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AI in the workplace

AI in the workplace

The prospect of introducing Artificial Intelligence or “AI” in the workplace context is an exciting one, but for those of us who are still getting to grips with Excel, it can seem risky at best and terrifying at worst! However, AI is already here, is already being widely used in workplaces and is here to stay. When used and monitored properly, it’s an innovative and effective tool for workplace management and can save HR departments significant time and costs. In fact, it’s likely the vast majority of employers and employees use AI systems in one form or another in their day to day working lives as AI can be something as seemingly simple as ‘Spam’ filters on email inboxes.

What is AI and how may it be used in an employment context?

Simply put, AI is the science of making machines smart. There will be an algorithm (computer program) created by a programmer which tells the computer what to do and what decision to make based on the output of that algorithm. A particular branch of AI is machine learning, which is where a program will identify patterns, learn from data and make decisions (or reach outputs). For example, in an interview scenario the algorithm might be that certain buzz words are marked more highly. The program will continue to learn and develop what ‘good’ looks like based on the data that is inputted going forward. Remember AI is based on human input and the quality of the output ultimately depends on what is fed in!

AI can be used across the whole lifecycle of employment from hiring to firing, for example in the following circumstances:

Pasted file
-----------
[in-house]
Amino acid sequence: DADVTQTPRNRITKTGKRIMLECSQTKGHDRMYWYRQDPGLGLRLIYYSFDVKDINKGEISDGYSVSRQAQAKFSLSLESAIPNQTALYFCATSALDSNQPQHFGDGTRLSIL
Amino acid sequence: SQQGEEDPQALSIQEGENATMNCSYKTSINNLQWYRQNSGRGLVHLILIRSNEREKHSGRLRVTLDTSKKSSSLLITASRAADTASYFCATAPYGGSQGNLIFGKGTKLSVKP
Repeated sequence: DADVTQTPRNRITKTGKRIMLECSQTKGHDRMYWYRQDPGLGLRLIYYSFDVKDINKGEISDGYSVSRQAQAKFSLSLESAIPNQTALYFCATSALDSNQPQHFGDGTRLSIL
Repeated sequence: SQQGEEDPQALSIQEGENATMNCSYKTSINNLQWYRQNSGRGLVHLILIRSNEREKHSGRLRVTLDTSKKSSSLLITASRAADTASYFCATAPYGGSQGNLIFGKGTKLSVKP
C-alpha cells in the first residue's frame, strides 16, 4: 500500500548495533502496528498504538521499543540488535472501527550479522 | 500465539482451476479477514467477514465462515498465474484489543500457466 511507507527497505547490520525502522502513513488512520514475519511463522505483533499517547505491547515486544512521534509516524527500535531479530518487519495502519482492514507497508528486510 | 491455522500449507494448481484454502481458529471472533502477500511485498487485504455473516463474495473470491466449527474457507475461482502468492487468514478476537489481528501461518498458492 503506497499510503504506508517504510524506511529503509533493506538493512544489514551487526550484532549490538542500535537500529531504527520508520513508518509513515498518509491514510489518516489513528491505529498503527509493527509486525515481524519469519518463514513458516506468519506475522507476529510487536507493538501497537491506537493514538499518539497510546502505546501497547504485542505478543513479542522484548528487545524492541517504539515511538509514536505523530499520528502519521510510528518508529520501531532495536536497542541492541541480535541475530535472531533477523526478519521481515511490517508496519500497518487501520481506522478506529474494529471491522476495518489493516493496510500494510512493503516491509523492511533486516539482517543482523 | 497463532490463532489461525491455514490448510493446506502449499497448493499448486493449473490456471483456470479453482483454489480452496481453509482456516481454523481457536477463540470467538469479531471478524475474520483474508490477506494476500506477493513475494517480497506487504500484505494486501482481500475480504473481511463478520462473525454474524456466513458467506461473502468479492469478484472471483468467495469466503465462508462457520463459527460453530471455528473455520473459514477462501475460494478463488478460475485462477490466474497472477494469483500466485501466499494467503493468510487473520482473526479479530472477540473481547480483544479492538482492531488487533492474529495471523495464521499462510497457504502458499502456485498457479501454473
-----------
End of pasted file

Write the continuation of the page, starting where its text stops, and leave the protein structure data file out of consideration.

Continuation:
• When recruiting or screening candidates to sift through CVs to search for key words.
  • During employment to monitor or measure performance e.g. setting productivity targets or to monitor the loss of confidential information.
  • When considering dismissing employees e.g. if there is a large-scale redundancy process and a program can be used to conduct interviews to assess employees as part of the redundancy selection process.

What are the risks of implementing AI systems in the workplace?

Implementing AI systems can be very helpful for employers, but they should be alive to the accompanying risks so that these can be minimised. The main risks of implementing these systems with little moderation are:

  • Indirect Discrimination: when certain groups are placed at a disadvantage due to a certain protected characteristic from the application of the AI software to everyone. An employer will need to show that they had a justification for using the system i.e. that it was the best way of achieving a legitimate aim. For example, employees who were flagged up as being unproductive at work could claim this was unfair as any reduced productivity was due to their childcare responsibilities, potentially amounting to indirect sex discrimination.
  • Failure to make reasonable adjustments: employers have a duty to make adjustments if disabled workers or candidates are placed at a disadvantage due to a requirement or procedure of theirs. Employers should check upfront if the processes could disadvantage disabled candidates or employees and think about what adjustments could be made to the AI system to help remove the disadvantage. Employers should also ask if candidates or employees require adjustments before requiring them to use AI.